“We don’t really do wisdom” – YAGOW interviewed

Let’s be honest: when we think about Germany and music, each and every one of us thinks immediately of Heino. But while the man with the sun glasses of doom and rapture is indeed the greatest artist in the world, period, there are also other artists who do great stuff, in Germany and elsewhere. YAGOW, the Saarbrücken psychedelic rockers of rock, are among these. With only a couple of days to go before the release of their self-titled debut LP on Crazysane, we at Archaic Triad are very proud to present to you this brief but informative little Q&A. Guten appetit!

You don’t play stereotypical music, but you’re getting a stereotypical opening question: tell us about the history and present of YAGOW.
If you live in a small town like Saarbrücken with only a few good bars and one good record shop (Rex Rotari), you find out pretty quickly who is into the kind of music you’re into, and whom you could form a band with. Marc Schönwald and I bonded over a few (ok, many) beers in a bar and that was that. Our first bass player Axel Rothhaar had to give up the band rather suddenly due to family obligations. Luckily our friend Kai Peifer was easily convinced when we asked him to join us and to help finish our record.

There are of course designations to define what you play: stoner, doom, psych, kraut, etc. If you had to describe your music without any such terms, but rather try to just explain it, what would you say?
What provides the basis for our sound is the groove – in the form of a drone, a drum pattern, or a riff as a musical phrase that is repeated over and over again. If you keep repeating it persistently enough, you don’t have to worry about the rest. We’ve baptized it psychedelic space gaze!

You are soon to release a self-titled vinyl LP and CD on Crazysane Records. How did this deal come about? Is it everything you could hope for in a record deal?
I do hope so. I met Chris (Crazysane) while playing football in school in 1992. We had scribbled the same band names onto our army backpacks with permanent marker. I reckon that was the foundation for our record, haha. Nice story, ey?

You’ve got plenty of sound of your own, but surely also musical influences. Which bands and artists have played a part for you, and shaped your creative process?
Several artists and genres have influenced us: from the minimalistic and improvisational approach of people like Terry Riley, Can, Neu!, Velvet Underground, to the noise and fuzzy reverb of shoe-gazer pioneers like Jesus and Mary Chain and My Bloody Valentine, as well as 1970s psychedelic sounds.

Your music is somehow cineastic, and brings various movies to mind. Right off the bat, I’d mention U-Turn (1997) and Searching for the Wrong-Eyed Jesus (2003). Are you influenced by cultural products aside from music, like movies?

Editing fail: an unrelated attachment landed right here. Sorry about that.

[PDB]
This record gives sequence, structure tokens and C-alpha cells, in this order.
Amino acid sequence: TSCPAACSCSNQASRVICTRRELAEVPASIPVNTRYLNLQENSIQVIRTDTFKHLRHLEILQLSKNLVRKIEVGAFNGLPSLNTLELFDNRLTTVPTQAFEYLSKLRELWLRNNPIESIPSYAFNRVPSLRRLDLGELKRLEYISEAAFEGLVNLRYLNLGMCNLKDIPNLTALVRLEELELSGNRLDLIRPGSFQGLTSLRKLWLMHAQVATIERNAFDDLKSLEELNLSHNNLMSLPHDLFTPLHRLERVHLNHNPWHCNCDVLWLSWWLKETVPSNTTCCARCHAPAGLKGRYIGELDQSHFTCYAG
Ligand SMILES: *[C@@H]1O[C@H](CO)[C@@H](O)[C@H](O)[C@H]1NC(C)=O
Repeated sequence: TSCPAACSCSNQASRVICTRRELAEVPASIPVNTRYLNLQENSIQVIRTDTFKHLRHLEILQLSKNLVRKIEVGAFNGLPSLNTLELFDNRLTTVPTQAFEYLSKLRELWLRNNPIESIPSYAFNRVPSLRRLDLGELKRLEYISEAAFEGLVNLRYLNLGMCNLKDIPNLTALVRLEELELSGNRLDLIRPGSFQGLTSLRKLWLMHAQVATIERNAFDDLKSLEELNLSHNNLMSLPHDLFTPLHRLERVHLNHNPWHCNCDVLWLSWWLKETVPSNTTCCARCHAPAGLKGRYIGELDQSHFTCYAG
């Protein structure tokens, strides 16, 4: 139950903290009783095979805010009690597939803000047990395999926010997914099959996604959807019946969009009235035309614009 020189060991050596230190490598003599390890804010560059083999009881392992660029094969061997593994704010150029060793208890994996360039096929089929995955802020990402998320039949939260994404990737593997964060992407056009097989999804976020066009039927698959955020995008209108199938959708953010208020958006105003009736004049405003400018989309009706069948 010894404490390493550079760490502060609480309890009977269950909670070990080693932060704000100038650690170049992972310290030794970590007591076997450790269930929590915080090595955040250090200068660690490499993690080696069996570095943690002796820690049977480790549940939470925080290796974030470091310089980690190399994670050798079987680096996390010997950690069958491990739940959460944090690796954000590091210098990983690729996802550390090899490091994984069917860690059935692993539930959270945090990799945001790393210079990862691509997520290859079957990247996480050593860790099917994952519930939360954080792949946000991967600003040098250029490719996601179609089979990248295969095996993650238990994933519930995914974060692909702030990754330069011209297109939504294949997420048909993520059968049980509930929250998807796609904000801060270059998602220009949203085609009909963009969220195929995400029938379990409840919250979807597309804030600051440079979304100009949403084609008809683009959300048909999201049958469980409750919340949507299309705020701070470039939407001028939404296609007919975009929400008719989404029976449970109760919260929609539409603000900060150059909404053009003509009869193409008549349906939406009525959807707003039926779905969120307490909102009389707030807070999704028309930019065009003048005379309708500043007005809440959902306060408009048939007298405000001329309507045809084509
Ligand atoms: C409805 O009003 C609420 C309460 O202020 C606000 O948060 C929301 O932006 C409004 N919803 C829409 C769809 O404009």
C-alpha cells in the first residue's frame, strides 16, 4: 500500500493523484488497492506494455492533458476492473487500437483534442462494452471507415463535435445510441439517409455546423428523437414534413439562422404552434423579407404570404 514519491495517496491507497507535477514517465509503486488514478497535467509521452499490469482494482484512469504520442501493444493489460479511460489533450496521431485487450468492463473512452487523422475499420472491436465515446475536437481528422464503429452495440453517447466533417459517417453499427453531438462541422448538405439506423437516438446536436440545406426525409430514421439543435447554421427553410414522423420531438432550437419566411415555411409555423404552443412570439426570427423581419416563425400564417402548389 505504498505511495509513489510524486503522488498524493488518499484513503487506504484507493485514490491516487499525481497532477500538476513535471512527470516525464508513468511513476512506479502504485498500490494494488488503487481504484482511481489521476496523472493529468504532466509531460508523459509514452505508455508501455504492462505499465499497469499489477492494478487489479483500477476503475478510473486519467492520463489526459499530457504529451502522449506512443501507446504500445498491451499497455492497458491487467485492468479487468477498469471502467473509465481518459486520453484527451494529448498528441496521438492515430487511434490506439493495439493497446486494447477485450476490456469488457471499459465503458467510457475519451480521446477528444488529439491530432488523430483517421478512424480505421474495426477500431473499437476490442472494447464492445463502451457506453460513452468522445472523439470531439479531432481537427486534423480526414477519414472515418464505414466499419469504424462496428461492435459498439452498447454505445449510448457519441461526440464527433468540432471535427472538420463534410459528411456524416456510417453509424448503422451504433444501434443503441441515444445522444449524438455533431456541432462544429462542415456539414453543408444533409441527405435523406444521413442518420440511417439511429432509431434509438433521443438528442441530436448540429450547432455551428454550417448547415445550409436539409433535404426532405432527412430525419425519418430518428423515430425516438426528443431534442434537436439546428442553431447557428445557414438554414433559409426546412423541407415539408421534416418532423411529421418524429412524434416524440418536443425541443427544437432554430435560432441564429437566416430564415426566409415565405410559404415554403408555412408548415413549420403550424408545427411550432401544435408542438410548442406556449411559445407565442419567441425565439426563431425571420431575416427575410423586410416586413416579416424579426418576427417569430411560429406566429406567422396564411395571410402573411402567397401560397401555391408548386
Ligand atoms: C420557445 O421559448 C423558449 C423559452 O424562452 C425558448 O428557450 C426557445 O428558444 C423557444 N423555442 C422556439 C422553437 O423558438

Not really. Of course music always conjures up certain images – but we didn’t have any films in mind when composing our songs, if that’s what you mean.

Would you consider yourself part of a “scene”, and what scene would that be?
Haha, I think Saarbrücken is too small to have different “scenes“, but we do all have our roots in DIY and punk culture.

Your drummer is involved with darkkraut band Killflavour. Are all of you involved in various other bands? Would you consider YAGOW your primary creative vehicle, or one among many?
I have one other project, in which I’ve been involved in for a number of years now: Datashock. Both Datashock and Killflavour are bands that do not follow fixed song structures but rather create songs as they go along, whereas our songs with YAGOW are composed in a more classic manner, even though they include improvised elements as well. I think these two approaches complement each other really well and that’s why it’s difficult to say which project comes first.

We don’t really do the political thing that much, but since you play stoner: do you have any particular views on drugs? Should they be legal, are they cool, etc? More to the point: do you see drugs as relevant to your music, one way or the other?
Let’s put it like this: I think psychedelic music can elevate its listeners to a trance-like state. If you want to further enhance this state, I’m sure you know what to do.

What does the future, near and far, hold for YAGOW? Will you take the world by storm?
World domination is definitely on our agenda. But I think we’ll just try to play some gigs first.

To finish off, we offer you the microphone. Any final words of wisdom, or of promotion, for our readers?
We don’t really do wisdom, but if you want us to play your town, give us a shout!

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